I am trying to assess (out-of-sample) predictive performance of survival analysis models with left-truncated and right-censored data. Assume the training and test data, respectively, consist of measurements $$ D_{train} = \{(y_i,\ell_i,\delta_i,x_i)\}_{i=1}^m, \qquad D_{test} = \{(y_i, \ell_i,\delta_i,x_i)\}_{i=1}^n, $$ where $y_i$ denotes age of the $i$th subject at death or censoring, $\ell_i$ denotes age at entry to the study (left truncation time), $\delta_i\in\{0,1\}$ indicates death (1) or censoring (0), and $x_i$ are subject-specific covariates.

The main metrics I am interested in are the Brier score and AUC (area under (ROC) curve). However, the formulas/software implementations of these metrics that I can find usually only account for right-censoring and not left-truncation.

Brier Score

For example, the time-dependent Brier score for right-censored data is defined as $$BS(t) = \frac{1}{n}\sum_{i=1}^n w_i(t)[\hat{S}(t|x_i) - I(y_i > t)]^2,$$ where $\hat{S}(t|x_i)$ is the predicted survival probability for the $i$th subject in the test data $D_{test}$ conditional on their covariates $x_i$, and $w_i(t)$ is the inverse probability of censoring weight (IPCW): $$w_i(t) = \frac{I(y_i\le t, \delta_i=1)}{\hat{G}(y_i)}+\frac{I(y_i>t)}{\hat{G}(t)}.$$ Here, $\hat{G}$ is the Kaplan-Meier estimator of the censoring time distribution estimated from the training data $D_{train}$. (See the scikit-survival implementation in Python.)

I haven't found a formula for left-truncated data, and the only software implementation I have found is the sbrier_ltrc() function from the LTRCforests package in R. In the paper accompanying the package, the authors provide the same formula as given above only accounting for right-censoring. However, upon looking at the package's source code, it appears that they modify the IPCW via the substitution $$ \hat{G}(y_i) \to \hat{G}_{LT}(y_i)/\hat{G}_{LT}(\ell_i), $$ and similarly for $\hat{G}(t)$, where $\hat{G}_{LT}$ is now the Kaplan-Meier estimator accounting for left truncation. Is dividing by $\hat{G}_{LT}(\ell_i)$ necessary if $\hat{G}_{LT}(y_i)$ already accounts for the left truncation?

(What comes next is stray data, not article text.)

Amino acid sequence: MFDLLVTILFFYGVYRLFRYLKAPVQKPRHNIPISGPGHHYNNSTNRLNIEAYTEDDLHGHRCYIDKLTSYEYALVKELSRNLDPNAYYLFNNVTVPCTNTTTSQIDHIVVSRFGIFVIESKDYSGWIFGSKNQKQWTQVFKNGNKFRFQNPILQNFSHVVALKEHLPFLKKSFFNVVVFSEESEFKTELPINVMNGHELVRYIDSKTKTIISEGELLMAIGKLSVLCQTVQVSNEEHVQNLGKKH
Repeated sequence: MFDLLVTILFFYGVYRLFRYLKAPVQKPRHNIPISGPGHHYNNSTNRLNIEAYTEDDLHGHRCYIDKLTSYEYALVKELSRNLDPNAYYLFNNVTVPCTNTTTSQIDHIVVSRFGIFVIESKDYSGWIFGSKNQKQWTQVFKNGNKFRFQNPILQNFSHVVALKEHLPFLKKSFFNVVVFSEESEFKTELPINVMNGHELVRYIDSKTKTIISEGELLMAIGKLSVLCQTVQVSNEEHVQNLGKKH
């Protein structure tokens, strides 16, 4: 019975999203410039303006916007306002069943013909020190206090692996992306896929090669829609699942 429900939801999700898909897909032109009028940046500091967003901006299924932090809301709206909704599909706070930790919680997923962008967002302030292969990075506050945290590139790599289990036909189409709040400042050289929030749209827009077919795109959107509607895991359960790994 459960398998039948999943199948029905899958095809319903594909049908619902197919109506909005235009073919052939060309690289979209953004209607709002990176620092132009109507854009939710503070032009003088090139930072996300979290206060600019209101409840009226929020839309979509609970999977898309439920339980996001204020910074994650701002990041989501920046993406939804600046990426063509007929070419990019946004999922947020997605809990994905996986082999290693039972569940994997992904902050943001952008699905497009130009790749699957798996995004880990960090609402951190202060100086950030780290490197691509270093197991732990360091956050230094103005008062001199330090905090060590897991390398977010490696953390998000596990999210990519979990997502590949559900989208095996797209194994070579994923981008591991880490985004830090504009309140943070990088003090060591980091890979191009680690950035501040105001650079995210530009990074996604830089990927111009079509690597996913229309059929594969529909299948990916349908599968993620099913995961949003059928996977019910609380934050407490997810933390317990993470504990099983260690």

Also, I would guess that we also need to modify the IPCW via the substitution $$ I(y_i>t) \to I(y_i>t \ge \ell_i), $$ i.e., we only include those subjects actually observed at time $t$ (the risk set) in the calculation.


The situation is much the same for the AUC, although here I have not found any formulas or software that account for left truncation. As with the Brier score, the formula for the time-dependent AUC with right-censoring includes IPCWs $\omega_i$ that account for the censoring distribution: $$ AUC(t) = \frac{\sum_{i=1}^n\sum_{j=1}^n I(y_j>t)I(y_i\le t)\omega_i I(\hat{f}(x_j)\le\hat{f}(x_i))}{\left(\sum_{i=1}^n I(y_i>t)\right)\left(\sum_{i=1}^n I(y_i\le t)\omega_i\right) }. $$ Here $\hat{f}(x_i)$ is the estimated risk score of the $i$th subject. In this case, I am not sure if the IPCW $\omega_i$ is the same as $w_i(t)$ for the Brier score above. (See the scikit-survival implementation.)

I am looking for any guidance extending these formulas for left-truncated data. Essentially, I think this boils down to calculating IPCW for left-truncated and right-censored data, which I haven't found in the literature. Thanks.

  • $\begingroup$ Please edit the question to say more about the nature and size (number of events) of the data, both training and test, and your study. Left truncation means that you have no information about survival times prior to the truncation time, so it's not always clear how to "validate" fairly in that case: if you have left-truncated data for an individual you already know that the individual survived at least that long. How about members of the underlying population that didn't survive that long and whose data are thus unavailable? $\endgroup$
    – EdM
    Commented Jul 12, 2022 at 13:10
  • $\begingroup$ Thanks for your comment. I made some clarifying edits. $\endgroup$
    – njirons
    Commented Jul 12, 2022 at 15:46

1 Answer 1